The past few months have seen an increased volume of rhetoric that manufactures fear toward African Americans, Latinos, Muslims, and immigrants. Our goal in this research was to identify narratives that counter fear-based messaging, move persuadable Americans to embrace diversity as a foundational value, and to explore the particular words and phrases that motivate our target audiences to action.
- Talk about how we need to take advantage of our source of strength in diversity. Be aspirational, positive, and talk about embracing our differences.
- Define opportunity through the means that enable a tangible payoff: pursuing an education and getting a good paying job or career. Position discrimination as a barrier to opportunity and to those payoffs.
- Acknowledge that some people might be uncomfortable with change when asserting the importance of diversity.
- Highlight the importance of getting to know and accepting people from different backgrounds as a solution and a strength.
- When talking about universal values of being American that should apply to all people, explicitly say “no matter what someone looks like/where they come from/what their race is.”
- Talk about our need to hold the wealthiest corporations and individuals accountable for paying their fair share. People are prone to think in zero sum terms. Repositioning the “haves” as the wealthiest corporations (instead of people receiving government assistance) is more effective than trying to argue we all do better when we all do better.
- Talk about shared values of respect, dignity, and everyone’s basic rights.
Messaging Do’s and Don’ts
When opponents call it political correctness: Call out manufactured fear as “bait” from “politicians trying to divide us.”
When opponents talk about safety: Talk instead about strength and how fear makes us weaker.
Provide a strong call to action:
- Remove the barriers of discrimination that hold people back.
- Lean in to ideas that unify us as a diverse people and make us stronger.
- Speak out against discrimination and scapegoating when we see it.
Messages were tested for moment-to-moment responses in the online survey. Below are the winning messages that beat the opposition argument and increase people’s willingness to take action. The lines on the graphs are the moment-to-moment reactions to an audio recording of each message by our base, opposition, persuadables, and activists. People dialed positively (above 50) when they had a favorable reaction to the words, and negatively (below 50) when they had an unfavorable reaction. The number in parentheses represents the mean dial rating for that message. Passages in bold were especially effective.
Diversity as Strength
We are stronger when we work together and when we learn from each other’s experiences, united as Americans. When people from different backgrounds join together we all benefit from the diversity of those perspectives. It helps us find new ways to deal with old challenges. But we are not taking full advantage of this source of strength. If we embraced our diversity and valued the views of our fellow Americans, we’d be more likely to find solutions to our problems and better ensure that everyone has the opportunity to pursue their dreams. Whether white, Black, or Latino, whether Christian, Jew, or Muslim, we are all Americans. We need to embrace our different experiences, perspectives, and cultures because united we stand, and divided we fall.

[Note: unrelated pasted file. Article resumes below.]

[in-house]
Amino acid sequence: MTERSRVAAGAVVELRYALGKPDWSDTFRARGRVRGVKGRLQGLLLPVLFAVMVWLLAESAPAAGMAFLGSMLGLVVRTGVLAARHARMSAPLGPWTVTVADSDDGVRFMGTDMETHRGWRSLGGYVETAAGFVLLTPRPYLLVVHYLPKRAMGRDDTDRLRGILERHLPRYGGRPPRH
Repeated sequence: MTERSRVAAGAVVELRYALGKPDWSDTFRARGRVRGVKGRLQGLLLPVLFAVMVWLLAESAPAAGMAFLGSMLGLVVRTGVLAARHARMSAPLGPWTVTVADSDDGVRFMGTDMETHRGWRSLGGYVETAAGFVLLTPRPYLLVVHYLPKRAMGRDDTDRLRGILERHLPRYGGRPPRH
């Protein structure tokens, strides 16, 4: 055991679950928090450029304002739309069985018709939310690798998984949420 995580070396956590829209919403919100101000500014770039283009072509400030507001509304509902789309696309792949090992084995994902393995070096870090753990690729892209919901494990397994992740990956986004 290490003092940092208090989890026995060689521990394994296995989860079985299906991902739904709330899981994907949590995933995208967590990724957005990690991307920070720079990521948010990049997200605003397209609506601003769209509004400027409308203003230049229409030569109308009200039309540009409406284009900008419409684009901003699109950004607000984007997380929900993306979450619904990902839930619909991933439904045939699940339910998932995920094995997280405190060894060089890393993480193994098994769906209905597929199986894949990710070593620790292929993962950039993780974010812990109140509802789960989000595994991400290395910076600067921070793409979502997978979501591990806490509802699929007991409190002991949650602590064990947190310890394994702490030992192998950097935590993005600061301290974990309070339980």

America is a nation of values, founded on an idea -°©‐ that all men and women are created equal. And while we all have our circles, whether they are our family, co‐workers, or friends on Facebook, how we treat others outside of our circles reflects our commitment to the values that define us as Americans. It’s not about what you look like or where you were born that makes you American ‐ it’s how you live your life and what you do that defines you here in this country. We are better, as people, and as a country, when we welcome our neighbors, care for each other, and help those in need. We are better when we embrace our differences.
Our country is changing, getting more and more diverse. It might make some of us uncomfortable, but it is our reality, and a constant throughout our history. Politicians play on this fear, trying to divide us. They push unwise and divisive ideas like sending federal troops to police our cities, building a border wall, or singling out Muslim Americans because of their religion. If we take the bait on these, it makes our country weaker, not stronger. Our nation is stronger when every one of us can contribute and share ideas, and when everyone’s basic rights and dignity are respected. We need to embrace ideas that unify us as a diverse people and make our country stronger, and we need to speak out against discrimination and prejudice when we see it.
Focus Groups: Lake Research Partners conducted six focus groups in 2017 in Charlotte, North Carolina on January 23, 2017 with white women and mixed gender African Americans, in Phoenix, Arizona on January 25, 2017 with white men and mixed gender Latinos, and in Baltimore, Maryland on February 15 with white men and white women. Participants were recruited to be moderate to independent lean-‐partisan, with a mix of marital status and education level. National Online Dial Survey: Lake Research Partners designed and administered a survey conducted online from March 1 through 6, 2017. The survey reached a total of 1,000 registered voters nationwide with oversamples of 100 African Americans, 100 Latinos, and 100 Millennials. The margin of error for the nationwide adults sample is +/-‐3.1%. It is larger for subgroups. The sample of activists was conducted March 2 through 24.